Over the course of more than a decade, one middle Tennessee family has supported Tennessee’s Hunters for the Hungry program on an unprecedented level. Now, the Tennessee Wildlife Federation (TWF) is honoring Dan and Cherie Hammond of Brentwood by renaming the Hunters for the Hungry Processor of the Year Award for them.
The “Dan and Cherie Hammond Sharing the Harvest Award” will recognize individuals who have made an impact on the Hunters for the Hungry program, and will be given as part of the Federation’s annual Conservation Achievement Awards. More than 75 deer processors statewide are eligible; this year, the award went to Kerry Tucker, of KT’s Wild Game in Lincoln County, for professionally processing 132 whole deer during the 2012-13 season. Since 2008, Tucker has processed enough venison to feed more than 56,000 meals in Lincoln County alone.
Dan Hammond is a long-time TWF Board member, having served from 2010-2012 as chair. For many years the Hammonds have provided tremendous financial support that helped underwrite the processing and distribution costs. Dan is a well-recognized business executive in middle Tennessee, having launched and operated a number of national major media companies, and Cherie is a Certified Public Accountant and community leader in issues affecting Williamson County and middle Tennessee. Cherie currently serves as a member of the Williamson County School Board.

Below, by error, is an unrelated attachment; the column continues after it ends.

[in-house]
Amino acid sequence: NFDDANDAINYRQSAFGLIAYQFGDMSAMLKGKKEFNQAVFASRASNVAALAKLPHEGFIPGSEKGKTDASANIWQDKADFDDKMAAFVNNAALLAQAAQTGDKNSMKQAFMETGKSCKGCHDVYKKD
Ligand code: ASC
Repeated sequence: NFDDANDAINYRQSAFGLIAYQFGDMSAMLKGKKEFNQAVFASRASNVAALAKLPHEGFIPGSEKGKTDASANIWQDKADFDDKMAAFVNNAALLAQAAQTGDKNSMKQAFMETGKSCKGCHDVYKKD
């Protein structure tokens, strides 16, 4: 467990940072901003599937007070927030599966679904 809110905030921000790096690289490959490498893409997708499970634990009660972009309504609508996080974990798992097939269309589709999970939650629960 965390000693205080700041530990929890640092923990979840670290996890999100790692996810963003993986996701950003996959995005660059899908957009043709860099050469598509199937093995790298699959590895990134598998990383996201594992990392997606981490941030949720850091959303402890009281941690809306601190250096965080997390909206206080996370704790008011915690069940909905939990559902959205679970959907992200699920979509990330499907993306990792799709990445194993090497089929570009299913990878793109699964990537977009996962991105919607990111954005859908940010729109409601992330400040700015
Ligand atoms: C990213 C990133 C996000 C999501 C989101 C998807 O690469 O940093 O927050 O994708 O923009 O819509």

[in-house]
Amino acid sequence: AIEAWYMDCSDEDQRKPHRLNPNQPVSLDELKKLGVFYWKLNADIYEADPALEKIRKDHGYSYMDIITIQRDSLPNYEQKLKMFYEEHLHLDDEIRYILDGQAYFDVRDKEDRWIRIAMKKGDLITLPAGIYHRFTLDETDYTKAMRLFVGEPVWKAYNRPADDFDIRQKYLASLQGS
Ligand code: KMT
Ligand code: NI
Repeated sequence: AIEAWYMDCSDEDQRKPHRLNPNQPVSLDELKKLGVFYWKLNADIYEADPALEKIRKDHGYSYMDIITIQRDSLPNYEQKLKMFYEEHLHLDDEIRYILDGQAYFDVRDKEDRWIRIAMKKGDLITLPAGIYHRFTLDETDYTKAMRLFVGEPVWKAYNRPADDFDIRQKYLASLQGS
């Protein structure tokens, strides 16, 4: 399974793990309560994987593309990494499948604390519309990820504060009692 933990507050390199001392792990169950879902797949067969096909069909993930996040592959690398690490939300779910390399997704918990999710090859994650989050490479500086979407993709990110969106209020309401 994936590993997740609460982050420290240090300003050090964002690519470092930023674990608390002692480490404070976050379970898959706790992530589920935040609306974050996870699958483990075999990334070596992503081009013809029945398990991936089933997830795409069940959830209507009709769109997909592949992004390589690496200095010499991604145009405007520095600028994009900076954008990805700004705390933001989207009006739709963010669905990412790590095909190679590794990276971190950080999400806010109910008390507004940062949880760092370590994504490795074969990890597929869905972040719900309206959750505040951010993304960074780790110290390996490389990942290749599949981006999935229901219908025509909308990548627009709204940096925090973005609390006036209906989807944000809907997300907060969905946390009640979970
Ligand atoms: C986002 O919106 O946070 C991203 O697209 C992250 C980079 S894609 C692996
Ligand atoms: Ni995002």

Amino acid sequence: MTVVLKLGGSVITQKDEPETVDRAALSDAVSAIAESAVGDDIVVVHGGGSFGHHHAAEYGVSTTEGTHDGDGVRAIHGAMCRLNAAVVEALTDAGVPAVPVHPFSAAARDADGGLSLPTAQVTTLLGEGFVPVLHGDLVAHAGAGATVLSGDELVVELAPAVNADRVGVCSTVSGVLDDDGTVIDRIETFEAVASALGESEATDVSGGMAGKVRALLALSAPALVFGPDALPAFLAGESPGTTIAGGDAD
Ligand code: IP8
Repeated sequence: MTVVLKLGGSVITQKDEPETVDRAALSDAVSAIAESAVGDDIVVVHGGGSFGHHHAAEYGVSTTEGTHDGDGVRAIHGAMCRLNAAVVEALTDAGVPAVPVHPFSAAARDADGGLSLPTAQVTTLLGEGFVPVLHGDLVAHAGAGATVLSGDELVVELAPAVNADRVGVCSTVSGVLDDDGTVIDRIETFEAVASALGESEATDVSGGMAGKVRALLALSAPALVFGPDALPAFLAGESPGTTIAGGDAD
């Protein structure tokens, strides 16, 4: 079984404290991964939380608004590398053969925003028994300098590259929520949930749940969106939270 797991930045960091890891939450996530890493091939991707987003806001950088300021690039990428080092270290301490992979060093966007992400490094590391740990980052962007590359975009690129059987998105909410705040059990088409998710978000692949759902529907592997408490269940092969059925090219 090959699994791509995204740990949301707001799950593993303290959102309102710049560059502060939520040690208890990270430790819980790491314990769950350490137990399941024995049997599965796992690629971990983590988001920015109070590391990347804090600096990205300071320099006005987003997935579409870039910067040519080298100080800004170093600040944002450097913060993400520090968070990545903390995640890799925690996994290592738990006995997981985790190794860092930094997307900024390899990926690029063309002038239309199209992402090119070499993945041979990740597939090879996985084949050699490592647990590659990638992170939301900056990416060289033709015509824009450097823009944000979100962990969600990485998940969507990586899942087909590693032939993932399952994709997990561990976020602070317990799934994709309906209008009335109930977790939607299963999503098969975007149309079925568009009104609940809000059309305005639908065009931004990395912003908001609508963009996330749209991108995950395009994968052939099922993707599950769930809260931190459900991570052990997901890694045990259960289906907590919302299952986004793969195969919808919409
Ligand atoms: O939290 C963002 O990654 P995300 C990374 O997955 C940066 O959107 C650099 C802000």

“This program touched my heart from the moment I was introduced to it, but Cherie has really encouraged our family to remain involved with Hunters for the Hungry,” Dan Hammond said. “It’s a tremendously effective program that helps address a critical social need, and the only limit to its potential is funding. We’ve been proud to contribute in every way we can to support it.”
In 15 years, TWF’s statewide Hunters for the Hungry initiative has become one of the most successful in the nation, providing nearly four million meals to Tennesseans in need. Based on the amount of available funding, hunters donate fresh venison to be processed and delivered to hunger relief agencies. Many food banks cite the program as one of the few reliable sources of protein, particularly in the cold months.
“The Hammonds are among our biggest champions for Hunters for the Hungry, and it is fitting that they be honored in this way,” said TWF Chief Development Officer Kendall McCarter. “With their committed leadership and support, we’ve been able to exponentially increase the volume of venison collected each year, and it’s an ever-growing need.”
Deer season is currently underway in Tennessee, and hunters are encouraged to get involved in the program by donating whole deer or a portion of their prepared meat through a Tennessee Department of Agriculture-approved Hunters for the Hungry processor. A full list of participating locations is available on the Federation’s website at www.tnwf.org.
“Everyone can be a part of this program, not only by donating meat, but by giving financially and helping to spread awareness,” McCarter said. “People like the Hammonds have set a great example, as has this year’s recipient of the Sharing the Harvest Award. It’s something we can all feel good about supporting.”
Since 1946, the not-for-profit Tennessee Wildlife Federation has served as champions for our Great Outdoors. For more information or to make a tax-deductible donation, go to www.tnwf.org or contact Hunters for the Hungry Program Manager Matt Simcox at email@example.com or 615-353-1133.